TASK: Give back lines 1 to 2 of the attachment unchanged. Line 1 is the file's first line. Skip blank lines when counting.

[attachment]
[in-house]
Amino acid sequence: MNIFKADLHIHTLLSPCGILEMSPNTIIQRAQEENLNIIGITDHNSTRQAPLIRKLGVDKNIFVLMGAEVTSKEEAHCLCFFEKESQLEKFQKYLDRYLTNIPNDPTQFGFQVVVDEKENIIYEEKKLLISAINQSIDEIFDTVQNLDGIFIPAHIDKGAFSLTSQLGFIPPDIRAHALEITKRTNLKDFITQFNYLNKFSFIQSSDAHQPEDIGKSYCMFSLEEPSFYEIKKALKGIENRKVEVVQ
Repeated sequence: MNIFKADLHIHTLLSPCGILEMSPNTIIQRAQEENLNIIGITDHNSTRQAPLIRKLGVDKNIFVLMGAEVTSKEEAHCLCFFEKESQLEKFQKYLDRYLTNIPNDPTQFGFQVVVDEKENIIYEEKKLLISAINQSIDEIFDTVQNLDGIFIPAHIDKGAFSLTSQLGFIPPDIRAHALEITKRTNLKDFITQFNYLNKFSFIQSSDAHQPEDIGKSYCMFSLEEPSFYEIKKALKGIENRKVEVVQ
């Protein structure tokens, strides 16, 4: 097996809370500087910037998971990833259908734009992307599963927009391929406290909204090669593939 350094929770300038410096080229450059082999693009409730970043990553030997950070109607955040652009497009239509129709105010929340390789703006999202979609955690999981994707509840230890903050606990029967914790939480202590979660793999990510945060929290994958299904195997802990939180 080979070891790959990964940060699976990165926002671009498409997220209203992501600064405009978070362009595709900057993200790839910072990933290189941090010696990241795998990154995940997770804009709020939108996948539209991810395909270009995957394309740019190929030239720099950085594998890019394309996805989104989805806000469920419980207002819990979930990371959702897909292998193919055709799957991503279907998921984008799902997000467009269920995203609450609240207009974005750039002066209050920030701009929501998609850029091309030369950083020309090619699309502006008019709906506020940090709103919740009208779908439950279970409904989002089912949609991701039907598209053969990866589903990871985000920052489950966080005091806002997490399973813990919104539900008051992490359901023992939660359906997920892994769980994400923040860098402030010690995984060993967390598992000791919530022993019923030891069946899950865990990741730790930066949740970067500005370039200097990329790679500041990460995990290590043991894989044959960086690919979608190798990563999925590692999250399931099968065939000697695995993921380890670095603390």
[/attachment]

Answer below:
[in-house]
Amino acid sequence: MNIFKADLHIHTLLSPCGILEMSPNTIIQRAQEENLNIIGITDHNSTRQAPLIRKLGVDKNIFVLMGAEVTSKEEAHCLCFFEKESQLEKFQKYLDRYLTNIPNDPTQFGFQVVVDEKENIIYEEKKLLISAINQSIDEIFDTVQNLDGIFIPAHIDKGAFSLTSQLGFIPPDIRAHALEITKRTNLKDFITQFNYLNKFSFIQSSDAHQPEDIGKSYCMFSLEEPSFYEIKKALKGIENRKVEVVQ